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7 min 22 sec


Aktaion is a skilful hunter and a follower of Artemis, goddess of hunting and chastity. One day, after a successful morning’s hunting, he wanders away from his companions and stumbles upon a pool where Artemis is bathing. Seen naked by Aktaion, Artemis is filled with rage and throws a handful of water at him. Aktaion is transformed into a stag — only his mind remains human — and, when he tries to run away, his own hounds chase him down and tear him to pieces.

  • Starting-points
  • Pause points
  • Questions for discussion
  • Suggested activities

This is a story of crime (or accident) and punishment. Should you always be punished whenever you do something wrong — even if you do so unintentionally? The actions of Aktaion and Artemis here should be handled carefully and sensitively, but they provide a good opportunity to discuss personal boundaries, privacy and consent as appropriate to your classroom. Aktaion’s encounter with Artemis might be best explored in terms of her discomfort and upset, rather than his possible arousal.

You may also want to explore students’ views on hunting and the relationship between the hunter and the animals they hunt. Is killing animals ever justified? Is hunting ever justified? Is there a difference between hunting for survival and hunting for pleasure? Is it acceptable to hunt potentially dangerous animals such as lions and tigers? Is it acceptable to hunt animals that some people see as pests?

3 min 32 sec: And there they were – a goddess and her attendant nymphs, beautiful beyond words and stark naked.

  • How do you think Aktaion reacts to seeing Artemis and her nymphs naked?
  • How do you think Artemis and her nymphs react to being seen by Aktaion?
  • Why do you think Artemis reacts like this?

3 min 48 sec: Suddenly she swung round and and flung the water into Aktaion’s face.

  • What do think happens to Aktaion? (Remember what Apollo did to Midas after the music contest.) What transformation do you think would be suitable in the circumstances?
  • How does the storyteller suggest that Aktaion and his friends' hunting had been excessive? (‘All morning they'd been hunting until the ground was soaked red with the blood of wild animals, and their nets, spears, arrows and knives were clogged and caked with sticky gore’.)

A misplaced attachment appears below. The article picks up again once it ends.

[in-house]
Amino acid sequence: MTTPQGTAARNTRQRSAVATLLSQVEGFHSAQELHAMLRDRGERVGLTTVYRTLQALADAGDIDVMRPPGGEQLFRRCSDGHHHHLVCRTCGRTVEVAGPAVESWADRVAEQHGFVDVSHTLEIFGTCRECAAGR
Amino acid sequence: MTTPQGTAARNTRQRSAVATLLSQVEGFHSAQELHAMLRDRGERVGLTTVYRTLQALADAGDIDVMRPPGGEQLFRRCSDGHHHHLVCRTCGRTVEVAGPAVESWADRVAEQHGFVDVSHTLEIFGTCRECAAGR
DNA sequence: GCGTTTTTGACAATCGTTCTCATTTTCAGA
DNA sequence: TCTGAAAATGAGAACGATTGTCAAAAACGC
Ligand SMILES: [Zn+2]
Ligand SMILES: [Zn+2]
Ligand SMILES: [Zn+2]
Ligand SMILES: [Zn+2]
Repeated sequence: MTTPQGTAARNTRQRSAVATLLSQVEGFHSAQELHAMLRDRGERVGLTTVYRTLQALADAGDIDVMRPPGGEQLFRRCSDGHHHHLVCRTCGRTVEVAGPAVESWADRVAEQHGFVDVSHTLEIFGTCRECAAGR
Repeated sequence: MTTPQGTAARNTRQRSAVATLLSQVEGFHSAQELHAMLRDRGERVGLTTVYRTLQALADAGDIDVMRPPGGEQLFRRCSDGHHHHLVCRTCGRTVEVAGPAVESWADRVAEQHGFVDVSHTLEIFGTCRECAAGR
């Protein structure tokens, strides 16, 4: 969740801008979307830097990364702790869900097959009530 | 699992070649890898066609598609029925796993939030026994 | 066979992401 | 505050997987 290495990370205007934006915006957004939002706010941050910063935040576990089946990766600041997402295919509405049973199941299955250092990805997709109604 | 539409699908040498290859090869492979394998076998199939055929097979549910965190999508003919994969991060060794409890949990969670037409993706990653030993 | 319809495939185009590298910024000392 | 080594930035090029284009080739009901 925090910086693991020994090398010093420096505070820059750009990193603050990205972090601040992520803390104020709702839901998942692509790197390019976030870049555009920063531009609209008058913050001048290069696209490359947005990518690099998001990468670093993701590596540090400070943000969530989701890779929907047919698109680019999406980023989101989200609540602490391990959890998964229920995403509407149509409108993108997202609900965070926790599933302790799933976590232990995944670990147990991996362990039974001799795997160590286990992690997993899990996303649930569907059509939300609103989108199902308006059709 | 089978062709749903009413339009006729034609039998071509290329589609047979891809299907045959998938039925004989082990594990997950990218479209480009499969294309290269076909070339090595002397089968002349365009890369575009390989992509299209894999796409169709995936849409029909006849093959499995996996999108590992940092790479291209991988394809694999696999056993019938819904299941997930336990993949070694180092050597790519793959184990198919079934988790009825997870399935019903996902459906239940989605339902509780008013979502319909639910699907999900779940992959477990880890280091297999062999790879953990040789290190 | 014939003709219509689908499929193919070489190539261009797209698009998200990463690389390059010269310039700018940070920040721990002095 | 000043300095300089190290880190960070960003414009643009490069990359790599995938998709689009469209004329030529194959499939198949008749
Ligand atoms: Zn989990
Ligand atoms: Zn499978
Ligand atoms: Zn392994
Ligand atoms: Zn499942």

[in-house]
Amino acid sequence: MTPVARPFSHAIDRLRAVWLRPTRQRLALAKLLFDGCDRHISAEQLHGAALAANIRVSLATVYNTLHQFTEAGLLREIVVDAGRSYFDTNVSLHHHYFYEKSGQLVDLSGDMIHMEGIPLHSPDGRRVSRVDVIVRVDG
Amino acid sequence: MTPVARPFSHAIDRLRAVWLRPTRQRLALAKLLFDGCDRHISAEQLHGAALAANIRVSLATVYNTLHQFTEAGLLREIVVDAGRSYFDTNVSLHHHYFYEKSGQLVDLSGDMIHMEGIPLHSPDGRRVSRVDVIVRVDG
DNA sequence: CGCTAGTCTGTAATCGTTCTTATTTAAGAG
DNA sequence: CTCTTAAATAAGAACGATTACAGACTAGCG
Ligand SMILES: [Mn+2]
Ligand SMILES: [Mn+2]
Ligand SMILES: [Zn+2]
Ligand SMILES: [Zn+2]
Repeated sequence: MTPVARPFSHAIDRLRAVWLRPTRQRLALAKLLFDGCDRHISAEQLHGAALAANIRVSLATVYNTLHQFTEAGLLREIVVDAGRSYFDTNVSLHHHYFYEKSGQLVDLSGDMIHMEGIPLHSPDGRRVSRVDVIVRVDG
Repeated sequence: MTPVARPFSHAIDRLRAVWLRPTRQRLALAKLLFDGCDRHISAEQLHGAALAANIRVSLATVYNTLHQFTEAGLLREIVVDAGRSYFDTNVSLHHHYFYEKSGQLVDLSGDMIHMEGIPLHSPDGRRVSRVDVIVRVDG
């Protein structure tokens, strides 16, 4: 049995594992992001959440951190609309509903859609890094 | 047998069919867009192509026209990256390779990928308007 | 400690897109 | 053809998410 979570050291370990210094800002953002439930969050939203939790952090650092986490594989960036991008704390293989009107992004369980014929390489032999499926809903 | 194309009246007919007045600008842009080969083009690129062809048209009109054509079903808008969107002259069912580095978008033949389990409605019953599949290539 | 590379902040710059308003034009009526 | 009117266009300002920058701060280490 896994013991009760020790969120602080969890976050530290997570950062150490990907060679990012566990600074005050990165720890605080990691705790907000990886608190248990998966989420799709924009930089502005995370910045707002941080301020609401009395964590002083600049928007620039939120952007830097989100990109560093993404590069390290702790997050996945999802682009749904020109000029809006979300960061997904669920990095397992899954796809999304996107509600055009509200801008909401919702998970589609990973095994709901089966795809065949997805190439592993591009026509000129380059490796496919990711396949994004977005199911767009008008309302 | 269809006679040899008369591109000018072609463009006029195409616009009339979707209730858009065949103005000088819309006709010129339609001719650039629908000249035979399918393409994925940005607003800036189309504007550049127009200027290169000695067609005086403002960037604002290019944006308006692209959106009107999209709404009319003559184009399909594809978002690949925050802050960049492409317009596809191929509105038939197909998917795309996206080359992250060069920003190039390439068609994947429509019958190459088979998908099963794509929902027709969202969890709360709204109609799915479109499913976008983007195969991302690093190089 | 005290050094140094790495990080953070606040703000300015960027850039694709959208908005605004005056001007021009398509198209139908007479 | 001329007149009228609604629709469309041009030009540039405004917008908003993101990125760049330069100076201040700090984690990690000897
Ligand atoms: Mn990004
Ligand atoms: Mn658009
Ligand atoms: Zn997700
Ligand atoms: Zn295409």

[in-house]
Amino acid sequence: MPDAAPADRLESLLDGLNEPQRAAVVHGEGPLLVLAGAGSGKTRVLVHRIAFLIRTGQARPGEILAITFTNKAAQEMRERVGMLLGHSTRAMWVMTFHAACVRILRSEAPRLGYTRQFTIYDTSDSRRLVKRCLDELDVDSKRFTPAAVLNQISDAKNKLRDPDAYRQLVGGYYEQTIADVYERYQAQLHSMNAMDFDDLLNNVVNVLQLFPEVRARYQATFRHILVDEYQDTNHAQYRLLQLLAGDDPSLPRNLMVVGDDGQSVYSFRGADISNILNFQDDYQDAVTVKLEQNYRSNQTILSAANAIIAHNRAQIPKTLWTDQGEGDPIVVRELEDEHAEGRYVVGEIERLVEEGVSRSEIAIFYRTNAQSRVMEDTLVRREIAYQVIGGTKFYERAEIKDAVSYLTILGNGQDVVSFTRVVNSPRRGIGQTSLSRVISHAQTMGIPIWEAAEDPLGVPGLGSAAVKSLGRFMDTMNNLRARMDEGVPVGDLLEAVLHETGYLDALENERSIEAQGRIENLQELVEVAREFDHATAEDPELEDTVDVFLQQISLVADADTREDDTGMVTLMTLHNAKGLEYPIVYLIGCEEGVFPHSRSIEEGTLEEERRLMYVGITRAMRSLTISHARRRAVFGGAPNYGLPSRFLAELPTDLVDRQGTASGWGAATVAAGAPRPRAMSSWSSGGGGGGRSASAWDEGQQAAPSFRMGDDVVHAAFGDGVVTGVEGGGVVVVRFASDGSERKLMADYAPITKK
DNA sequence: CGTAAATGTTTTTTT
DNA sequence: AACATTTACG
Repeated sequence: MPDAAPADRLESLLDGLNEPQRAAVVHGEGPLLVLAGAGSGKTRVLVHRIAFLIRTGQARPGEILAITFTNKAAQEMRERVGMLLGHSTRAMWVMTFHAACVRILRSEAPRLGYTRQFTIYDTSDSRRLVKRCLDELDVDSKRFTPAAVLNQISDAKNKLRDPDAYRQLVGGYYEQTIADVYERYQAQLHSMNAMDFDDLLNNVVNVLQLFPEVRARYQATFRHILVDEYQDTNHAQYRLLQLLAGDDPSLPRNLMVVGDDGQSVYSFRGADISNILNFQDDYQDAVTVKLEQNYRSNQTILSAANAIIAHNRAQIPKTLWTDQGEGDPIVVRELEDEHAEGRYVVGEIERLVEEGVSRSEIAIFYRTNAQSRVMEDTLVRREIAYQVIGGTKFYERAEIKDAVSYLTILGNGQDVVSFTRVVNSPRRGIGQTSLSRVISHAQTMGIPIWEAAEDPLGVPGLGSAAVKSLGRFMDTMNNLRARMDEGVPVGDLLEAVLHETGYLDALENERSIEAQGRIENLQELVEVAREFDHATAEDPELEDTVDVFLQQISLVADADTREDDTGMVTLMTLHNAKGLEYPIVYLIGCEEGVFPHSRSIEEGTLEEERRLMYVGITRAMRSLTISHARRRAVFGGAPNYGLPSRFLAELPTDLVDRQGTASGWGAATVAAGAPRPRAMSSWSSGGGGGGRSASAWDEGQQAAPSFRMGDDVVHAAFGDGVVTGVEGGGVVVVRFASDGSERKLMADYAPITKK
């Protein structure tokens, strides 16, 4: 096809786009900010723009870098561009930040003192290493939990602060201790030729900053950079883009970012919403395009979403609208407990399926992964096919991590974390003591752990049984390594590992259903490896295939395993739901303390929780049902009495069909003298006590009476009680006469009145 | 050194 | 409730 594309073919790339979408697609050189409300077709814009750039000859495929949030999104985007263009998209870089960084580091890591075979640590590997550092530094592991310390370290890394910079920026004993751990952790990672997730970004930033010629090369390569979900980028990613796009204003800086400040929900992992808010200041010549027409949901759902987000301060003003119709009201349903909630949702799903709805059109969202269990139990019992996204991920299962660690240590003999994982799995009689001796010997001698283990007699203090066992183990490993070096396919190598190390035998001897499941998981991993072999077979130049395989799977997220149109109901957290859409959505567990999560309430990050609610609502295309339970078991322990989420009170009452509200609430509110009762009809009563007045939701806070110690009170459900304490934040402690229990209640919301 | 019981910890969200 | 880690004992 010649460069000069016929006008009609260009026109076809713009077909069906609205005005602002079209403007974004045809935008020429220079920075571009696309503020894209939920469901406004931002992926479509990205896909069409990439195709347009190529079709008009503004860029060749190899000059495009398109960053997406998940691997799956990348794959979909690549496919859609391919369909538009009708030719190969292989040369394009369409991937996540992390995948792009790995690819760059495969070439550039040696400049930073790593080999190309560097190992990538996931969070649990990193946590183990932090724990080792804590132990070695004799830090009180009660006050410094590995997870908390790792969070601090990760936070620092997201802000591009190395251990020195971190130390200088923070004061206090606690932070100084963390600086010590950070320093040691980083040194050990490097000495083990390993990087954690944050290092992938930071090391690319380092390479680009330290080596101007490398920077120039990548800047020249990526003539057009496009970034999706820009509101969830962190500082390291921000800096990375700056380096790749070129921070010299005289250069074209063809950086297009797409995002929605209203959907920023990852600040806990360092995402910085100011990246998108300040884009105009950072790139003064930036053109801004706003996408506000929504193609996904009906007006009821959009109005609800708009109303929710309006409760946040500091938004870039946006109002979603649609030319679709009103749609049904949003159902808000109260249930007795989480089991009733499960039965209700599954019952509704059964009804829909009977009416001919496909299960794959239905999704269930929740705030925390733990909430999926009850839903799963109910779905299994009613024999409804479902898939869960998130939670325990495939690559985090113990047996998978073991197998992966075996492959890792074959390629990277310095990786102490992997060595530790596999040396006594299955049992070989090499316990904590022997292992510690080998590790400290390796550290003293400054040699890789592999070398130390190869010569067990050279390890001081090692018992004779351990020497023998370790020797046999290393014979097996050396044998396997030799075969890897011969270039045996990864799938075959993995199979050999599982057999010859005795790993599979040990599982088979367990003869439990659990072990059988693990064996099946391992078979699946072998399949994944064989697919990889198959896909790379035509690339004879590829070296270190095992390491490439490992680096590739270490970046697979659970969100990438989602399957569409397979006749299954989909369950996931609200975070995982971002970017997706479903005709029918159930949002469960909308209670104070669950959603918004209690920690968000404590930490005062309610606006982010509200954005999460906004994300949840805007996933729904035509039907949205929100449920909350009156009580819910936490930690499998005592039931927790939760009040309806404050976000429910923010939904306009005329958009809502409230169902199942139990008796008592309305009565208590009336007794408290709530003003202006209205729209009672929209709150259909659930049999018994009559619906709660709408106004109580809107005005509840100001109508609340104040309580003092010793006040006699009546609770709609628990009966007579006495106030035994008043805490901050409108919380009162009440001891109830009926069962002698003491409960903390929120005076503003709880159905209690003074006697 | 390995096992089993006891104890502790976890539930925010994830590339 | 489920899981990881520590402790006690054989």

• Does Aktaion deliberately do anything wrong in this story or does he just make a mistake? (The storyteller tells us, ‘As Aktaion followed the stream towards the sound of the waterfall, he suddenly heard the rise and fall of women's voices, talking and laughing. He hurried towards the sound.’)
  • Exactly why does Artemis punish Aktaion?
  • When does Aktaion understand the full horror of his punishment?  (As soon as he felt the antlers bursting from his brow? When he saw his reflection in the water? When he realised he could no longer speak?)
  • What is so dreadful about Aktaion’s punishment?
  • What do we learn about Artemis’ character in this story? Do you think that she and her brother, Apollo, have similar traits?
  • Working in pairs, retell the beginning of the story to your partner. To begin with, read together the first three paragraphs of the transcript and pick out words and phrases that the storyteller uses to bring the scene alive. Try to use some of these words and phrases in your own retelling.
  • Draw a picture of Aktaion just after Artemis flings water into his face. How can you show that he is being transformed into a stag? Compare your picture with this painting by Titian showing Aktaion’s transformation: well does Titian capture the moment? To what extent does the story, as told in Titian’s picture, differ from that of the storyteller? (Artemis is clothed and has her bow; the hounds are attacking Aktaion at the moment of transformation.)
  • Tell or write the story from the viewpoint of Artemis, one of the hunters, or one of the hounds.
  • Draw up a list of reasons for and against hunting a) in ancient Greece b) in England today. Then have a class debate on the motion, ‘Hunting is always a crime’.